Risks, opportunities differ widely in Asean

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BMI Research tags PH as ‘left in the dust’

The Association of Southeast Asian Nations (Asean) is expected to become the world’s fourth largest economy in less than a decade but its 10 members vary substantially in terms of risks and opportunities, a Fitch Group unit said.

“Given its bright growth prospects and huge market potential, we believe that Southeast Asia will increasingly feature on investors’ radar. However, with uneven growth and development across the region, each country in the region is unique…,” BMI Research said in the final note in a two-part series exploring the region’s attractiveness.

Many of Asean’s member-economies were lauded for progress in reforms but the research firm was also scathing in parts, for example describing the Philippines as “left in the dust as attention turns to war on drugs”. The country, however, was not at the “bottom of the pack”—this tag was attached to Myanmar.

Focusing on the ease of doing business, political risks and operational challenges, BMI said Singapore retained its top spot in the region with “significantly above average” scores.

With key strengths such as a very stable political system, a large English-speaking and skilled labor force, and few economic imbalances, this “gateway to Asean” is expected to gain more prominence under the work in progress that is the Asean Economic Community.

Malaysia, meanwhile, was described as a credible competitor to Singapore given advantages such as cheaper labor and logistics costs. The country, however, has made it more difficult to start a business, ranking 111th out of 190 countries.

Thailand was cited for its reform momentum—seen boosting its strong manufacturing sector. The country was also said to have become a strong contender for foreign direct investments with BMI citing Austria-based Lenzing Group’s decision in June to cancel plans to locate in Indonesia in favor of Thailand.

The country’s demographic profile, however, “is deteriorating and wages are rising quickly, meaning that
productivity growth will have to rise significantly for Thailand to retain its competitive advantage.

Oil-rich Brunei was cited for its “all-round improvement” in economic diversification, particularly with regard to bid to become an Islamic financing hub. But cumbersome property and trading rules, along with its small and expensive labor force, will see the country “struggle to become a regional heavyweight in terms of manufacturing,” BMI said.

Vietnam, for its part, was described as an “up and coming manufacturing hub with pro-business reforms” that have extended to retail, which has attracted firms such as South Korea’s Lotte Group, Japan’s Aeon and Takashimaya, Singapore’s Charles & Keith and Spain’s Zara.

Indonesia, meanwhile, was said to be lagging in terms of competitiveness due to poor infrastructure connectivity and red tape “but further acceleration in reform momentum should provide a boost to investment,” BMI said. As the country is the region’s largest market, businesses could find it “worthwhile … to navigate regulatory and logistical bottlenecks.”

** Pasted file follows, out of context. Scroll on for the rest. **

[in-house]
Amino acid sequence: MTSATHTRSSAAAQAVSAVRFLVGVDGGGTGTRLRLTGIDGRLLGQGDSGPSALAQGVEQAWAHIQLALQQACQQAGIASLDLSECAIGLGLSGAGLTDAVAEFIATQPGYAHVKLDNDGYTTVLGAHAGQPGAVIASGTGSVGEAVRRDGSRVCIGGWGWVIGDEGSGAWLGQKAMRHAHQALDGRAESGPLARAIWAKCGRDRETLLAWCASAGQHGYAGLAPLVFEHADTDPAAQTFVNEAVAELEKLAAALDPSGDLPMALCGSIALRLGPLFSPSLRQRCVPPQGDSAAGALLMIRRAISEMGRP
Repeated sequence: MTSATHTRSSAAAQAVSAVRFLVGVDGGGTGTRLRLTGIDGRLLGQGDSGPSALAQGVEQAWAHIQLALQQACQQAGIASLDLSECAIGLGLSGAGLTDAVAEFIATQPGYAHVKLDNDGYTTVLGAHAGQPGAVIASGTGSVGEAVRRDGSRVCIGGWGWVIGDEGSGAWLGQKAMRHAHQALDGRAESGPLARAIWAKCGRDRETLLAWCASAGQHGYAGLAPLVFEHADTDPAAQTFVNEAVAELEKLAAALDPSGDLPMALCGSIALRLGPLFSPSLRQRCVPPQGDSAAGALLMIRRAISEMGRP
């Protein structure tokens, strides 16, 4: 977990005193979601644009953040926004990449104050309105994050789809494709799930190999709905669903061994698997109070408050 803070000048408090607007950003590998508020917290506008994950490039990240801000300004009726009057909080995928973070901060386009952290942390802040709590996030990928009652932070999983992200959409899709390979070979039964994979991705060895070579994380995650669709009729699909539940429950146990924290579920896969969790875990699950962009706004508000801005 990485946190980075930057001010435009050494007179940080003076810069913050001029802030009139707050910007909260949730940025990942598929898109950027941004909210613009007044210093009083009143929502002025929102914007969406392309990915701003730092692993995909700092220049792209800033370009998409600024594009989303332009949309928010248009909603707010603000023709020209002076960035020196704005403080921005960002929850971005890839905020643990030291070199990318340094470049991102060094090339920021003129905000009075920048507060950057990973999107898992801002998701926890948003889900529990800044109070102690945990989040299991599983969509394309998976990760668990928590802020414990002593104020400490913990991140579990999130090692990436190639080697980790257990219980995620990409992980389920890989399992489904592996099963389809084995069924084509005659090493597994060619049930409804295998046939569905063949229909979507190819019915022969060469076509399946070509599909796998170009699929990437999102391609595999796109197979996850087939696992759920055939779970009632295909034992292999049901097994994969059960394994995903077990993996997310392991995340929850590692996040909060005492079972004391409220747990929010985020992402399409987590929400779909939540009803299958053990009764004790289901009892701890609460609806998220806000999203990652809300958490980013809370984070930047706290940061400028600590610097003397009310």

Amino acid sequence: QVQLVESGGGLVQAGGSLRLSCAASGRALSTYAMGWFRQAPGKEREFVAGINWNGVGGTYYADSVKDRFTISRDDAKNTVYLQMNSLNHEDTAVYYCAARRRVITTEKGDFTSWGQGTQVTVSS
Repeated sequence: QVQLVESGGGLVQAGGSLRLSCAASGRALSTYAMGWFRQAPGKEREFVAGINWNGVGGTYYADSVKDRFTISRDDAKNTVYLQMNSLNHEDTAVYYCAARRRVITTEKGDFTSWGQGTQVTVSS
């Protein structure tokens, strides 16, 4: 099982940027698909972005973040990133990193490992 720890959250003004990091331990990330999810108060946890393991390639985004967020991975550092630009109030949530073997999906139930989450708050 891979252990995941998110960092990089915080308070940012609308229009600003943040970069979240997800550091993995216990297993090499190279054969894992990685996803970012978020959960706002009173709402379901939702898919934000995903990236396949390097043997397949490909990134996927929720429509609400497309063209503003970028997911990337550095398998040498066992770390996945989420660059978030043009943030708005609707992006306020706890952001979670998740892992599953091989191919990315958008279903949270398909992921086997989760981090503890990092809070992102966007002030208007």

BMI’s observations about the Philippines were already raised in the first part of its report, including the country’s 14-spot slide in the latest ease of doing business rankings and an apparent backtracking in reforms.

“Although the Philippine economy will continue to be buoyed by strong demographic trends supporting savings as well as increased trade and investment links with China and Japan, risks are increasingly weighted to the downside as the business environment deteriorates,” BMI said.

Cambodia was also criticized, with investors urged to consider an increasingly challenging political climate with the 2018 elections approaching. Prevalent corruption also “weighs on everyday business operations, which poses a threat to the country’s otherwise strong economic potential.”

Macroeconomic stability, meanwhile, was said to be a key risk for Laos given its rising public debt, overvalued exchange rate and low foreign reserves. Near bottom rankings with respect to ease of doing business also “presents massive challenges for private investors,” BMI said.

“Bottom of the pack” Myanmar, lastly, was described as having the worst business environment in the region given factors such as a highly volatile political environment. BMI noted, however, that approved reforms should improve the country’s regulatory environment.

“There are high risks involved in doing business in Myanmar, but this will likely be accompanied by high rewards, particularly from gaining first mover advantage in a country of more than 60 million people,” the research firm said.





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